Paper - Harvard Business School

In the Shadows? Informal Enterprise in Non-Democracies

| February 2019


Why do regimes allow some low-income business owners to avoid taxes by operating informally? Electoral incentives are central to prevailing explanations of governments’ forbearance of informal enterprise. Yet many unelected regimes host large informal economies. This article examines forbearance in non-democracies. We argue that unelected regimes forbear their supporters’ informal businesses. We test this argument in Jordan. Using survey data of over 3,800 micro and small enterprises (MSEs), we find that informal businesses are more likely to operate in districts with higher rates of public sector employment, the crown jewel of the Jordanian regime’s patronage. Interviews with over sixty of the surveyed firm owners across four strategically paired districts illustrate that business owners covet forbearance, and that kinship ties to public sector employees limit forbearance to regime supporters. Communities that attract higher rates of public sector employment forfeit higher levels of fiscal revenue by permitting informality. This complementarity between public sector employment and forbearance amplifies inequalities between regime supporters and opponents in non-democracies.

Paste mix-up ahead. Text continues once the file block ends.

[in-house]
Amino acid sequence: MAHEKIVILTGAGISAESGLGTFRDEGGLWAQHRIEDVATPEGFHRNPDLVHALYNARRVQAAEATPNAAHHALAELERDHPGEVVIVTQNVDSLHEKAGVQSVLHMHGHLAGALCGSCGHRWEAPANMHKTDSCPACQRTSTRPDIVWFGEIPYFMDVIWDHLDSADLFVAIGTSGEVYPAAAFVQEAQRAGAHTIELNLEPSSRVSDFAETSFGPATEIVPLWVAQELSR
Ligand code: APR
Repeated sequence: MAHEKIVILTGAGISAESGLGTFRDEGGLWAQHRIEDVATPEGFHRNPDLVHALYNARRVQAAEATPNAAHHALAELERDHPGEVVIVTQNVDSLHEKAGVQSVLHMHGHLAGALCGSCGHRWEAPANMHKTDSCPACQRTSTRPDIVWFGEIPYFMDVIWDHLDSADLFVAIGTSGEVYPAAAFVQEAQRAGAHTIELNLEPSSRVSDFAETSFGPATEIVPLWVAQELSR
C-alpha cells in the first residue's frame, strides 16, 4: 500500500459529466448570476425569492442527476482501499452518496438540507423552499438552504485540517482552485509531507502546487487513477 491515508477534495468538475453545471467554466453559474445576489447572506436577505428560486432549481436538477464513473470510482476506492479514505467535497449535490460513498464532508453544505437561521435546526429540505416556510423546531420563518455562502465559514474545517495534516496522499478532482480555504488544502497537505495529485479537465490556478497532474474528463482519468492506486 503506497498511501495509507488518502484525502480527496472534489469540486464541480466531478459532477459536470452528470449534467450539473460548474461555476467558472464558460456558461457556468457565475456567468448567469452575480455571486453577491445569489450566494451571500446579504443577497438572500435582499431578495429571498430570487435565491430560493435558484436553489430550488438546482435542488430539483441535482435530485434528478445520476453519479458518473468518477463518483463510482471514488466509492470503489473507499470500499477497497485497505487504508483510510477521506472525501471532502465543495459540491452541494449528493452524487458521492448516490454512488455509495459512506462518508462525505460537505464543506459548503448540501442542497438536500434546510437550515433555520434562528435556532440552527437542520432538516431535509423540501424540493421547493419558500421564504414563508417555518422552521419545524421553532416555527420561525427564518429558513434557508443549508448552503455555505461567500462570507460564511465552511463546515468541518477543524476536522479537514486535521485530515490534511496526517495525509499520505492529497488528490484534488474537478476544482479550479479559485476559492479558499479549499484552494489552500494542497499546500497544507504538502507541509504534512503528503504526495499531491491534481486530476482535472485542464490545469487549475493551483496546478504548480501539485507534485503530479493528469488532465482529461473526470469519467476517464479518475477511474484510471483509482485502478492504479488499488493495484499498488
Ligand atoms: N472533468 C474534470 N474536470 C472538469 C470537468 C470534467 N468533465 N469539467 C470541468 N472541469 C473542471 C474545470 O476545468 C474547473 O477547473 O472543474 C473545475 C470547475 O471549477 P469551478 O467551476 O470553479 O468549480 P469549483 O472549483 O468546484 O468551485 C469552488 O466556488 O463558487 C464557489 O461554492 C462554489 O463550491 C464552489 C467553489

For more information on this publication: Belfer Communications Office
For Academic Citation: Fabbe, Kristin E., Allison Spencer Hartnett and Steve L. Monroe. “In the Shadows? Informal Enterprise in Non-Democracies.” Paper, Harvard Business School, February 2019.

The Authors